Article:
|First Page, "Dharma Bums" Manuscript|
Dharma Bums by Jack Kerouac read by Allen Ginsberg from Sal Paradise on Myspace.
My man Jack Kerouac let it be known back in the 1950s -- 1958 I think it was -- that when the Revolution comes, it will come via a cohort of Rucksack Revolutionaries:
See the whole thing is a world full of rucksack wanderers, Dharma Bums refusing to subscribe to the general demand that they consume production and therefore have to work for the privilege of consuming, all that crap they didn’t really want anyway such as refrigerators, TV sets, cars, and general junk you finally always see a week later in the garbage anyway, all of them imprisoned in a system of work, produce, consume, work, produce, consume, I see a vision of a great rucksack revolution thousands or even millions of young Americans wandering around with rucksacks, going up to mountains to pray, making children laugh and old men glad, making young girls happy and old girls happier, all of ‘em Zen Lunatics who go about writing poems that happen to appear in their heads for no reason and also by being kind and also by strange unexpected acts keep giving visions of eternal freedom to everybody and to all living creatures.Except my man himself is quoting here, quoting a character in "The Dharma Bums" named Japhy Ryder (a fictionalized version of American man of letters Gary Snyder of Mt Aukum and Bixby Canyon and so on and so forth) who is predicting the surreal events of a Revolution yet to come some years down the road. And so it does.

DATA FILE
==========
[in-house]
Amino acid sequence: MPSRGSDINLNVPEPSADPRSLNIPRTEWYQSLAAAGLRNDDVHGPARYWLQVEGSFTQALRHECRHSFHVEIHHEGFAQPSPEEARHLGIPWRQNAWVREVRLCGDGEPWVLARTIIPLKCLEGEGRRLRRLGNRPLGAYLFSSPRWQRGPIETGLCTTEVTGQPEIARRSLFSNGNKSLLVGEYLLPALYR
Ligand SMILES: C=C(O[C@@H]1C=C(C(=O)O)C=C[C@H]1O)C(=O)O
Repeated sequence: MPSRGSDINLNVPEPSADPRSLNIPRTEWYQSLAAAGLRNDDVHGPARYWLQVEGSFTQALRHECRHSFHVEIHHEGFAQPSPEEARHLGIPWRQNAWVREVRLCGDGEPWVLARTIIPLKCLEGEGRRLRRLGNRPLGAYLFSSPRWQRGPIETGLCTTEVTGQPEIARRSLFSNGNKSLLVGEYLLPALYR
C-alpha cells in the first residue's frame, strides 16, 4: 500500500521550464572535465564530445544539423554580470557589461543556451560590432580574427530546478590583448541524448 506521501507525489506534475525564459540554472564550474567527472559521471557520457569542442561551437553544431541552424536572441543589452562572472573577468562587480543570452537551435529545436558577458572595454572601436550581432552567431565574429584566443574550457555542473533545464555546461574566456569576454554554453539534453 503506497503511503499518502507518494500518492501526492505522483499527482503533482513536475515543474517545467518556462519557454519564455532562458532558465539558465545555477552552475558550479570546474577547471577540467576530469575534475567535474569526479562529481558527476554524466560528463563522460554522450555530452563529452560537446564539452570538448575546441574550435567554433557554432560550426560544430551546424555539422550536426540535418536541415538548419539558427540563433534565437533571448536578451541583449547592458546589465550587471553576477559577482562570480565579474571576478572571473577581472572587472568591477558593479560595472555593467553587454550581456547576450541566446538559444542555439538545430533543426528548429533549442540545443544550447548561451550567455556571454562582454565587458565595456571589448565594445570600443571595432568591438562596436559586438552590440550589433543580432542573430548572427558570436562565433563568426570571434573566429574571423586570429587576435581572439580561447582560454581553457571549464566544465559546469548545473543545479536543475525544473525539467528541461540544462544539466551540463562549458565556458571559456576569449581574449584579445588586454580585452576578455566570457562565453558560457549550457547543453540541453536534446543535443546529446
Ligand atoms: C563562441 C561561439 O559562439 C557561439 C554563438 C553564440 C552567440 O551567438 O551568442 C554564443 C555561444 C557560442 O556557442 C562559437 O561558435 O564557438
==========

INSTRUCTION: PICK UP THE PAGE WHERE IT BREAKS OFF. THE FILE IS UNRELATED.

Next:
It does and then something happens to it, to the Rucksack Revolutionaries, who, like Gary Snyder, or like Japhy Ryder, become tamed somehow and take up their positions of honor, trust and majesty, with their awards and sinecures and their hail-fellows. They continue on their Way, to be sure, but they no longer know or practice revolution, rucksack or otherwise. Their dharma caught up with them.
Can't say when I first read Kerouac, but I was pre-teen, 12 maybe even younger. "The Dharma Bums" was first, and it left a huge impression on me, more even than "The Catcher in the Rye" would when I read it later. I remember reading "Dharma Bums," then "On the Road," and finally, when I was about 14, "Big Sur", devouring them really wondering what would come next, and how could anyone write like that?
Now I wonder why no one writes that way any more.
Of course, Kerouac was fucked up on liquor and drugs, a basket case, dead well before his time, aged 47, in 1969.
His later output could not match the three exquisite novels I read when I was barely an adolescent. At least for me his later stuff didn't. Others may disagree.
I know I have a copy of "Big Sur" here at the house somewhere, I remember packing it -- probably in a box out in one of the sheds -- but I doubt I have copies of either "Dharma Bums" or "On the Road" any more.
I find things now and then, though, so maybe if I dig around enough, I'll find them. You never know.
In the meantime, there's a Dharma Bum Temple in San Diego, and for those more Catholic-ly inclined -- we must recall Jack Kerouac was Catholic and never left the faith -- there is the San Juan Diego Friary in Albuquerque which seems so similar in so many ways...